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[HONG KONG] China is in talks with the International Monetary Fund to include the yuan in the institution's basket of reserve currencies, according to a central bank official.
"We are evaluating this and are actively in talks with the fund," People's Bank of China Deputy Governor Yi Gang said at a press conference in Beijing on Thursday.
"We hope it can fully consider the progress of yuan internationalization, allowing the yuan to be part of the SDR basket in the foreseeable future."
China is promoting the global usage of its currency as it seeks to liberalize domestic interest rates and open up capital markets. The yuan overtook Canada's dollar to rank fifth for use in international payments in December, after passing the euro as the second-most used in trade finance in 2013.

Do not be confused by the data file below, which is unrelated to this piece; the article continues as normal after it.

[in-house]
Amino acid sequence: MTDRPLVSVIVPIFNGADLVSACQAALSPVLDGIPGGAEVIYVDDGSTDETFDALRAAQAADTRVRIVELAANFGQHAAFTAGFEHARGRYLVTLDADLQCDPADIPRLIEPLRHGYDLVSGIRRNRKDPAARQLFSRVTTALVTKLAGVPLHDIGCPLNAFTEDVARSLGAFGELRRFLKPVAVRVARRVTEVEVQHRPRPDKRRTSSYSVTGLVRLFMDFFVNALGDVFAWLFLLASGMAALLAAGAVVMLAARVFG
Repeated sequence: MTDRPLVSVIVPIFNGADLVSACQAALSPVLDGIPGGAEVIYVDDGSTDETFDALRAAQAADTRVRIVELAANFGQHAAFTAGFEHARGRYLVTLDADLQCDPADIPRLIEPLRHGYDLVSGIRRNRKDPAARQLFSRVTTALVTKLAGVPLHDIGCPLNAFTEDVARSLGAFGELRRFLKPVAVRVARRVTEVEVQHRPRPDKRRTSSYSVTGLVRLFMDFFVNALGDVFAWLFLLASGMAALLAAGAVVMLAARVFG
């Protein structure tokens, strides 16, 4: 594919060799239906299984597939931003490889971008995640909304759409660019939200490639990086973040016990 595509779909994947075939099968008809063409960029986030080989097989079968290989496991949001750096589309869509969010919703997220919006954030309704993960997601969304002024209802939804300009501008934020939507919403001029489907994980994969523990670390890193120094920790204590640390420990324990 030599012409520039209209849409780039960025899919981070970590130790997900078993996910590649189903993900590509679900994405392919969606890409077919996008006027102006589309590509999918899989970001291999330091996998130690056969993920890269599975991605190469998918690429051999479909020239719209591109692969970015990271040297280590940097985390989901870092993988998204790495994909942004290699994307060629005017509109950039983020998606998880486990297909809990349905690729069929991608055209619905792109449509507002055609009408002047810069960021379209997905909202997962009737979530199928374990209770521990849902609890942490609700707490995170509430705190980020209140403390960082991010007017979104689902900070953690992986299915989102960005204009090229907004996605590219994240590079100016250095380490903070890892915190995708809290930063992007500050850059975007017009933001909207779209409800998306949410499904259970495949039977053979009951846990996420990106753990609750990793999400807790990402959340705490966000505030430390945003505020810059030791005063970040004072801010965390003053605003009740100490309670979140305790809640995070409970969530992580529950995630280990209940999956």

The Washington-based IMF will later this year conduct a twice-a-decade review of the currencies in its Special Drawing Rights that members can count toward official reserves. The basket now comprises of the dollar, euro, yen and British pound.
The yuan "has no issues" in meeting the criteria in terms of global usage for the IMF review, Mr Yi said, adding that it is heading "for the direction to be freely usable." Awarding the yuan reserve-currency status will facilitate China's financial reforms, he said.
There isn't a need to adjust Hong Kong's dollar peg as it has been "working well," Mr Yi said when asked if the city's currency will be marginalized as the yuan becomes more popular in global trade.